This blog post was updated with new information on March 9, 2017.
Q. I filed my initial unemployment insurance claim online. Now what?
- Ensure your contact information is updated and correct. If more information is needed, we will email or call you, depending on the preferred contact method you selected on your application. We will also mail information regarding your claim. Failing to keep your address current can also result in payment delays.
- Report your Waiting Week. This is the first weekly report, and you must report your waiting week to certify your claim. File your waiting week online the first Sunday after you open your claim. If you never report your waiting week, nothing will happen on your claim.
Q. How do I give my side of the story about why I am no longer working?
Once you file your weekly report for your waiting week, we will contact you by phone or email for information regarding your separation. Please note: It can take four to six weeks for a determination to be made during high volume months (November though February). Once a determination is made, it will be mailed to you. If you are allowed benefits, you will be paid the weeks you filed for and were otherwise eligible for. Payment will be issued by debit card or direct deposit. If you have received benefits via direct deposit in the past, you may need to update your banking information. If you are denied, the determination will explain why and how to protest the decision.
Economic conditions in Idaho were strong through September, a trend that began in early 2010.
Commercial Vacancy Rates
Commercial real estate is a good indicator of whether employers are expanding or businesses are starting up or contracting or shutting down.
According to Reis Inc., a commercial real estate research firm, vacancy rates in the Boise metro area – the only area in Idaho with data – remained high through 2013. The retail market hovered around 18 percent compared with 9.5 percent throughout the country’s western region and 11 percent nationwide. Office vacancies were slightly lower, lingering around 17.5 percent to essentially mirror the 17.7 percent regionally and 17.1 percent nationally. Boise’s downtown core has a significantly lower vacancy rate at 10.6 percent than the outlying areas with 22.5 percent.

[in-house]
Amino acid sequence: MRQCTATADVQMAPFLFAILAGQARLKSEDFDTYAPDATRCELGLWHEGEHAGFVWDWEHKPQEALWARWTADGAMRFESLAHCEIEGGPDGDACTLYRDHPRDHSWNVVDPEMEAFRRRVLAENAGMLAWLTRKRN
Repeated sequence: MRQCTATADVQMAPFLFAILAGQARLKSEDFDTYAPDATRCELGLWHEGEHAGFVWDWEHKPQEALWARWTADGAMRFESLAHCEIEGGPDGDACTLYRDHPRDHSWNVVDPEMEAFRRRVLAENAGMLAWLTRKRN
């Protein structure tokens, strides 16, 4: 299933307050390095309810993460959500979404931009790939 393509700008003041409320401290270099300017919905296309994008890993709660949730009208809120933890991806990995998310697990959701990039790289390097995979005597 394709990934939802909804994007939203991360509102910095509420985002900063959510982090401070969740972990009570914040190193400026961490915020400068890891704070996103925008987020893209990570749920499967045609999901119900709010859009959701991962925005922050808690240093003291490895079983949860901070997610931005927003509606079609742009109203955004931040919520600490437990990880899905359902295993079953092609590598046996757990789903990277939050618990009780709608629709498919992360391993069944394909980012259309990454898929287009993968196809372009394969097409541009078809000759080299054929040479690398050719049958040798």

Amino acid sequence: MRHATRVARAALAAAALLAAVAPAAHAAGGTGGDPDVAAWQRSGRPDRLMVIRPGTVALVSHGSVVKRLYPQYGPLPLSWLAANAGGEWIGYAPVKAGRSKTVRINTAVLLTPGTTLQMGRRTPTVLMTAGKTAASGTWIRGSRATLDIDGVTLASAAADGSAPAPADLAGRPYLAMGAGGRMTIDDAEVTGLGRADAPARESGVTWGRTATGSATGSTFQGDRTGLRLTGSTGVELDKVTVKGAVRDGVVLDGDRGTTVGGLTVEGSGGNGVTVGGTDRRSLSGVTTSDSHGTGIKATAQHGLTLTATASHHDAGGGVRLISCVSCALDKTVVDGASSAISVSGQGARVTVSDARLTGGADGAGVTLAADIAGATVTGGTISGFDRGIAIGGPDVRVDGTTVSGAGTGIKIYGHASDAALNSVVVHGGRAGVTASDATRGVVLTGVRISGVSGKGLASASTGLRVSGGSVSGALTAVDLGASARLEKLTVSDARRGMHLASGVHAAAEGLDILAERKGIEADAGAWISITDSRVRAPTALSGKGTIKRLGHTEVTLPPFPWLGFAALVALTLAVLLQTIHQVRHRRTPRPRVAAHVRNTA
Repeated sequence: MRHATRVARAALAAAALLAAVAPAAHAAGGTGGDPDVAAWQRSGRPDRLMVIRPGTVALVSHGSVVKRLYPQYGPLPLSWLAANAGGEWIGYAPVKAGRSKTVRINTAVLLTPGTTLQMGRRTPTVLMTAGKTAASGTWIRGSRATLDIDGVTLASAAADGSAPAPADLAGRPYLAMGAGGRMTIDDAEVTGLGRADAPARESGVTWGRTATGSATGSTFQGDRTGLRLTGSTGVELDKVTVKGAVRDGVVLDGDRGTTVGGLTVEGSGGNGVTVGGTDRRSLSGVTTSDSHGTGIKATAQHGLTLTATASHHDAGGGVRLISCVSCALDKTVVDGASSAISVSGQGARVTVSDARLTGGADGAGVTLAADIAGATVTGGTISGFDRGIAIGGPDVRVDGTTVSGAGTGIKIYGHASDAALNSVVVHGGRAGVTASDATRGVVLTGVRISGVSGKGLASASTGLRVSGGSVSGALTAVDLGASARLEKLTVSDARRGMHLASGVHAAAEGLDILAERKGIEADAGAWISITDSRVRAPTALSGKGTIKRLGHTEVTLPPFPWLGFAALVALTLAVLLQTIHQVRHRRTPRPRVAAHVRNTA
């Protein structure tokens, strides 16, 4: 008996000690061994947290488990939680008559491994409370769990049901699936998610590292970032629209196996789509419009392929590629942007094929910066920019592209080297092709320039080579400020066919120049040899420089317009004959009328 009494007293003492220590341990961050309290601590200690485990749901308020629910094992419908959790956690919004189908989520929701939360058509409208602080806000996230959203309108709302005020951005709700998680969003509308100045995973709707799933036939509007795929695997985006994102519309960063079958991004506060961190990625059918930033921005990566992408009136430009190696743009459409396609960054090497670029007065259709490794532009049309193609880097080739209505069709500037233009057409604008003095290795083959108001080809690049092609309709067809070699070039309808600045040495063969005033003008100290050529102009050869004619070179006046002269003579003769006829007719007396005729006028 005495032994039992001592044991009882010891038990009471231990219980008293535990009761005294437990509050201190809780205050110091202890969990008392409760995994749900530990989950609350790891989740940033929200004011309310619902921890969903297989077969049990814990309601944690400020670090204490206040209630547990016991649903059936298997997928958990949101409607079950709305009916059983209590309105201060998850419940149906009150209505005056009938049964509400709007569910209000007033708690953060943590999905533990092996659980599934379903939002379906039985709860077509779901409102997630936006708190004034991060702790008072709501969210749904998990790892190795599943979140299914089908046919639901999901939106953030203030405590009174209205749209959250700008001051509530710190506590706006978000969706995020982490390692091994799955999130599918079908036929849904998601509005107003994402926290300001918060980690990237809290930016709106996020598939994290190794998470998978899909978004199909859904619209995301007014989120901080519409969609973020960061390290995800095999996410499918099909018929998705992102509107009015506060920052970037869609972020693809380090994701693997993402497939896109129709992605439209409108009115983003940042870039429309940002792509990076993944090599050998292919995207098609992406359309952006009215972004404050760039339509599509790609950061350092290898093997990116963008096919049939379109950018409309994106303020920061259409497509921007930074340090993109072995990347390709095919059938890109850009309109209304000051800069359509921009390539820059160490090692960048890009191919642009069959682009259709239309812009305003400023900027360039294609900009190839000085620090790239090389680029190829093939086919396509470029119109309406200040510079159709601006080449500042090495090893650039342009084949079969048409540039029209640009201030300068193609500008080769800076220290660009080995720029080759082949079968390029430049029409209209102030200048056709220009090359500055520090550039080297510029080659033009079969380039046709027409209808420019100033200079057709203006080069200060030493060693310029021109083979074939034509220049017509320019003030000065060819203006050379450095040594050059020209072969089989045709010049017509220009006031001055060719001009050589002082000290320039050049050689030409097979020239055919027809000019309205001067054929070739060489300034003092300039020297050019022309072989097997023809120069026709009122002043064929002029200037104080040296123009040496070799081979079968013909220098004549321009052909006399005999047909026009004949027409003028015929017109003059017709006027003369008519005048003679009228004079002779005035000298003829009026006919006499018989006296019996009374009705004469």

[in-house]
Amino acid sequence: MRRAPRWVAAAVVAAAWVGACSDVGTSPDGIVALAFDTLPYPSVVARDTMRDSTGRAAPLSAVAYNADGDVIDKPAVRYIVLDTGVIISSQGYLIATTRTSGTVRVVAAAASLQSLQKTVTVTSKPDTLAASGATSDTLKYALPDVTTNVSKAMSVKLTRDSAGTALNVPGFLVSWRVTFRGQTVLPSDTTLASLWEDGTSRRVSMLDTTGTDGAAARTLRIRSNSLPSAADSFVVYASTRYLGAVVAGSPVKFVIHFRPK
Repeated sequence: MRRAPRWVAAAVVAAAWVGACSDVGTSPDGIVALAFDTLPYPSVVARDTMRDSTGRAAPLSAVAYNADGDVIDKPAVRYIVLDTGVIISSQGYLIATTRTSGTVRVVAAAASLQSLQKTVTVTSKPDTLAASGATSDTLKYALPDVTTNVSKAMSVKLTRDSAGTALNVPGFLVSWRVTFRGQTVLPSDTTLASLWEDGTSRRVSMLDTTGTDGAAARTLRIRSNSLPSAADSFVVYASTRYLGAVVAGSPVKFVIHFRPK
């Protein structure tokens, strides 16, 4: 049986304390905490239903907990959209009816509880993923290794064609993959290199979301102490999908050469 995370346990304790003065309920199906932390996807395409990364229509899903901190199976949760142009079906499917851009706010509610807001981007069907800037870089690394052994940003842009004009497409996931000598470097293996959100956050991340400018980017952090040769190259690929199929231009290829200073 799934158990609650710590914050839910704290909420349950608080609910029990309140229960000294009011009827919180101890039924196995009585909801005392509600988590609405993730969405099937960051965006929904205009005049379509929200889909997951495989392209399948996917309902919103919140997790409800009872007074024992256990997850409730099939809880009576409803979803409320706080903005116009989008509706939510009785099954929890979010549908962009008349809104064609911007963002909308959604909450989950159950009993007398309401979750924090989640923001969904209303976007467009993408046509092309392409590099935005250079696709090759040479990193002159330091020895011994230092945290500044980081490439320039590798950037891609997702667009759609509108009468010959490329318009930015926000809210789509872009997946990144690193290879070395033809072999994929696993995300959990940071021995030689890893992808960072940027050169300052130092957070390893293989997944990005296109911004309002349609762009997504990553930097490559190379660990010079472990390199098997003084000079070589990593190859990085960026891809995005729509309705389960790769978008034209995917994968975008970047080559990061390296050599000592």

Projections by the Idaho Department of Labor indicate construction employment will grow 44 percent from 2012 to 2022, the fourth largest projected growth of any industry in Idaho and 28 percentage points above the projected growth for all industries. During that time, construction is expected to add 3,000 jobs and employ 10,000 people by 2022.
Through the early 2000s, construction was booming throughout the United States. As real estate became the golden investment with an A+ rating and home mortgages available at an all-time high, construction crews could not build houses fast enough. With some hard work and a little bit of luck, a young person straight out of high school could quickly make the kind of money typically associated with a four-year degree. As a result, laborers flooded to the market.
From 2000 to 2007, Idaho employment in the industry exploded, jumping 65 percent to dramatically outpace Idaho’s total employment growth of 19 percent. As banks continued to hand out mortgages to people who could not afford them, the housing market became saturated with available homes and the housing boom quickly turned into a bubble that popped as the first foreclosures hit the market toward the end of 2007, sending the economy into the deepest and longest recession the nation had seen since the Great Depression.
When real estate soured and the housing market dried up, construction jobs dried up with it.
August and early September were the wettest since 1953 in eastern and southern Idaho, and the heavy rain caused flash floods and other problems in several communities. Agriculture was hit hard.
An economist from the University of Idaho Extension Service estimated damage to crops at over $230 million.
Much of the barley and wheat in eastern Idaho was ruined or damaged by the heavy, sudden rains. Downpours caused sprouting and added moisture to the kernels, making it unsuitable for anything other than livestock feed.
The biggest demand for workers in south central Idaho is in the second half of the year when weather is more certain. Two-thirds of all part-time and full-time job listings with the Idaho Department of Labor are placed from July to December – a favorable time of year encompassing crop harvests that underpin the regional economy as well as being conducive to completing construction projects. Retail picks up with back-to-school and the Halloween, Thanksgiving and Christmas seasons.
The department’s job listings for south central Idaho have been increasing since the end of the recession as demand picked up from existing businesses that froze payrolls during the downturn and from new and expanding companies.